Maine Lobstermen reject big changes in harvester reporting rules

Ask any lobsterman about the details of where and how he catches his bugs — what kind of bait he uses, how deep he sets his gear, how many traps on a trawl, how long those traps soak between hauls — and you’re likely to get a fisheye, if not a poke in the nose, in response. Still, that’s the kind of information the Atlantic States Marine Fisheries Commission wants to collect from lobstermen and Jonah crab fishermen working in the Gulf of Maine and, no surprise, the idea is unpopular. >click here to read<08:59

Maine opposing push to require all lobstermen to report catch data – >click here to read<

Lobstermen speak out against proposal to have Maine’s entire fleet report data

Maine doesn’t require all of its lobstermen to share their fishing data, and they say reporting even 10 percent of the country’s largest lobster fishery is enough to give state and federal regulators statistically valid data. That’s the argument advanced by lobstermen, the Maine Lobstermen’s Association and the state Department of Marine Resources against a proposal for 100 percent reporting, at a hearing held Wednesday by the Atlantic States Marine Fisheries Commission. >click here to read< 11:09

Tiny glass eel draws big money, political muscle and poachers

During the past few years, the GOP-controlled General Assembly has slashed the North Carolina Division of Marine Fisheries budget by about 40 percent, leaving departments understaffed and some employees bending under heavy workloads. At the same time, a review of more than 3,000 public documents shows that several elected and former state Department of Environmental Quality officials prompted what appears to be hundreds of hours of DMF time finding ways to justify obtaining a share of the federal glass eel quota to benefit just one company in Jones County — American Eel Farm, owned by Rick Allyn. click here to read the story 11:26

Lobstermen alarmed at prospect of sharing their secrets with regulators

For generations, Maine lobstermen have fiercely guarded their fishing secrets, telling almost no one how and where they fish or how much they haul up in their traps. But under a new proposal, these independent operators would have to share all the nitty-gritty details with regulators, like where they fish, how long they let their traps soak, the kind of gear they use and how deep they set it, and how much lobster they land. click here to read the story 08:35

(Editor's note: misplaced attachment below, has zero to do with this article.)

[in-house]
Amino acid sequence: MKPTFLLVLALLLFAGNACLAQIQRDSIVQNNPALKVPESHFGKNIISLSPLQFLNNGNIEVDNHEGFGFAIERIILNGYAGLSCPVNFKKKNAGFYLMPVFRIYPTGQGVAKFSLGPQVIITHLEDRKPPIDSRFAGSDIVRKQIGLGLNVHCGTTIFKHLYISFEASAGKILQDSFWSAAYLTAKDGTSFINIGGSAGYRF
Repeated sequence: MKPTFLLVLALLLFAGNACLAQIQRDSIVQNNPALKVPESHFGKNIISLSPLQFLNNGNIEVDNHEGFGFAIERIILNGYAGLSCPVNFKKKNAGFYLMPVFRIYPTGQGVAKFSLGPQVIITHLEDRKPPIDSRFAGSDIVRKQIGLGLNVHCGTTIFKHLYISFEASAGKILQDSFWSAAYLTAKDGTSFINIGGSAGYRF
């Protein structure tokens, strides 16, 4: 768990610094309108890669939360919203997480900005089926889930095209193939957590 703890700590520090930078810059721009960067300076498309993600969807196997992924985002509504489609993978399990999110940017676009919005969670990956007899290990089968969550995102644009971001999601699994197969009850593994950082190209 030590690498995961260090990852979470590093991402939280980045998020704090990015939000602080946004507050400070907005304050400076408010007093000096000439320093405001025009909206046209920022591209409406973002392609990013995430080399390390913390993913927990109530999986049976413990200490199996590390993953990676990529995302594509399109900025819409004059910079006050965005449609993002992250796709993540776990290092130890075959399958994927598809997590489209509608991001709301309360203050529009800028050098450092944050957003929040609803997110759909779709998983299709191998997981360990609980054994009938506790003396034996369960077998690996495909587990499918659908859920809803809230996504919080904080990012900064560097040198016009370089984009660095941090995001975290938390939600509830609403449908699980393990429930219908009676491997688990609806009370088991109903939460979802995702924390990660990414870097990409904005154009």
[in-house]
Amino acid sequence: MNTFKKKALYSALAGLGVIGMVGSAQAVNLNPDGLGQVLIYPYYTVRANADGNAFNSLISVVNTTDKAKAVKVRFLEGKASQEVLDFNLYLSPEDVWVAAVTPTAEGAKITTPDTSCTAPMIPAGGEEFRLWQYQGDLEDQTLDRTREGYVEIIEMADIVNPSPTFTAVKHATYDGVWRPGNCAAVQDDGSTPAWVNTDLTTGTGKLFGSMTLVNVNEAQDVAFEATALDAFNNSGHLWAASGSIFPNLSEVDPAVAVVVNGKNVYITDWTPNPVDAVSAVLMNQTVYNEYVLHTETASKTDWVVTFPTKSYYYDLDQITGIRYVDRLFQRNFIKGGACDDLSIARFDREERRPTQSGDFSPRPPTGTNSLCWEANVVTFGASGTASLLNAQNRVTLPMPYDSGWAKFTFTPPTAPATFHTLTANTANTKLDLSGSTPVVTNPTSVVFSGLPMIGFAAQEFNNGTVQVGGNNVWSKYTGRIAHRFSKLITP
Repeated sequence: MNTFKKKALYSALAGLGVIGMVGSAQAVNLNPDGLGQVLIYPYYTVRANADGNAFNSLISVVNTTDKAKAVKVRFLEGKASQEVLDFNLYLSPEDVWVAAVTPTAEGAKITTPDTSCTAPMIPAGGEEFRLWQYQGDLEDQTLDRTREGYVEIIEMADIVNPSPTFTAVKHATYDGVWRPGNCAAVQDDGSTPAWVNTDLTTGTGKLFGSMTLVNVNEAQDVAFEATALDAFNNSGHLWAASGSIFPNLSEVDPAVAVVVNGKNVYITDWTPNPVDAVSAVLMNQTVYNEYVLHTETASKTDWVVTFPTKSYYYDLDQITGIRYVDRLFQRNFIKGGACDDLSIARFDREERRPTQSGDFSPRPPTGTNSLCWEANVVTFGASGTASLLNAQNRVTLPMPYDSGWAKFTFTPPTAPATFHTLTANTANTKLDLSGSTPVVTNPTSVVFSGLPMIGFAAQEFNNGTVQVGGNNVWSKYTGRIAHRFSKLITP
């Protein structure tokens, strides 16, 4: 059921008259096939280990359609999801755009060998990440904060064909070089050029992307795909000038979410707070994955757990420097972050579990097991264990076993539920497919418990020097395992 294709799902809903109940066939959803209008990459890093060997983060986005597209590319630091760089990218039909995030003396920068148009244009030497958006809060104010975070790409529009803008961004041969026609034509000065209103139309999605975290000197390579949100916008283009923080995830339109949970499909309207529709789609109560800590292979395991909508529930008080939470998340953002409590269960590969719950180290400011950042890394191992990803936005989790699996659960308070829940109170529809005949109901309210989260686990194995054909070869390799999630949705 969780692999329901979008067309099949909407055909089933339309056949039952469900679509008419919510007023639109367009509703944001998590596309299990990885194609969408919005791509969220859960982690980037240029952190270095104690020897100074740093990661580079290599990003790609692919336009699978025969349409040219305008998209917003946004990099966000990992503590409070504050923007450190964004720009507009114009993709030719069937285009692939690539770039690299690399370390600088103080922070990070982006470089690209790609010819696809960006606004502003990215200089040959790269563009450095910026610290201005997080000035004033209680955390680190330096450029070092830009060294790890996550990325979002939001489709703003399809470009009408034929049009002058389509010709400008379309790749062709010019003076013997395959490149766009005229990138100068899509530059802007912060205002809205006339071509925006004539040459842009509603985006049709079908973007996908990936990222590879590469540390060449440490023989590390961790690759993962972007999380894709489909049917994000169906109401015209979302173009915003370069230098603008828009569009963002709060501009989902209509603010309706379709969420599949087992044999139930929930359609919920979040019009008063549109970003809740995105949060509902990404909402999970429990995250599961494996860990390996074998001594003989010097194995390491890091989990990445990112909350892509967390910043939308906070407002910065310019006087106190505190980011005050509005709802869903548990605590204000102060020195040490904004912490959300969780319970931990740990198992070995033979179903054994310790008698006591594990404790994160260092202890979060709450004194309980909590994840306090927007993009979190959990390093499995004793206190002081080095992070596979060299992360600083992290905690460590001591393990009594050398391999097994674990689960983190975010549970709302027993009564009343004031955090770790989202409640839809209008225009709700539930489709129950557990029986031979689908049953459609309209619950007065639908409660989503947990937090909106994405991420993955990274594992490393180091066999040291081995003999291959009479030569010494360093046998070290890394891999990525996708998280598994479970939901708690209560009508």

Hearings set for changes to black sea bass fishing

Interstate fishing managers are holding hearings in East Coast states about a plan to change the rules about one of the Atlantic Ocean’s most popular recreational fisheries. The Atlantic States Marine Fisheries Commission is considering changing the way it manages the recreational black sea bass fishery. The commission says the proposed changes could alter the way it allocates harvesting limits for the fish. The hearings began on Wednesday in Lewes, Delaware. click here to read the story 13:31

Wall Township NJ Hearing on Lobster Draft Addendum XXVI/Jonah Crab Draft Addendum III – January 8, 2018 6:00 pm

Lobster Draft Addendum XXVI/Jonah Crab Draft Addendum III hearings. (public comment accepted until 5 PM EST on January 22, 2018; send comments to [email protected] – Subject line: Lobster Draft Addendum XXVI) NJ Hearing – January 8, 2018 6:00 pm, Wall Township Municipal Building, Lower Level Community Room, 2700 Allaire Road, Wall Township, NJ, On the schedule, East Setauket, New York, on Tuesday; Scarborough, Maine, on Wednesday; Ellsworth, Maine, on Thursday; Portsmouth, New Hampshire, on Jan. 16; Narragansett, Rhode Island, on Jan. 17; Old Lyme, Connecticut, on Jan. 18; and Hyannis, Massachusetts, on Jan. 19 click here 11:40

Maine: Bills to address commercial license glitches

The Legislature’s Joint Committee on Marine Resources will meet next Wednesday for hearings on three bills aimed at fine-tuning the state’s commercial fishing license system. One bill, LD1652, would allow the Department of Marine Resources to set up a limited entry system for shrimp fishermen in any year when the Atlantic States Marine Fisheries Commission sets the state’s northern shrimp landings allocation at less than 2,000 metric tons. Currently there is a moratorium on shrimp fishing in the Gulf of Maine.,,, The two other bills are more technical. click here to read the story 11:24

More fluke, less sea bass, but no difference for frustrated CT commercial fisherman under 2018 quotas

East Coast fishermen will be allowed to catch more summer flounder and not as much sea bass as last year, under new quotas proposed by the Mid-Atlantic Fishery Management Council and Atlantic States Marine Fisheries Commission. But Stonington fisherman say the effects of the changing quotas will be nominal, and they will continue to advocate for an overhaul of the quota system, which they say has been unfair for decades. click here to read the story 21:54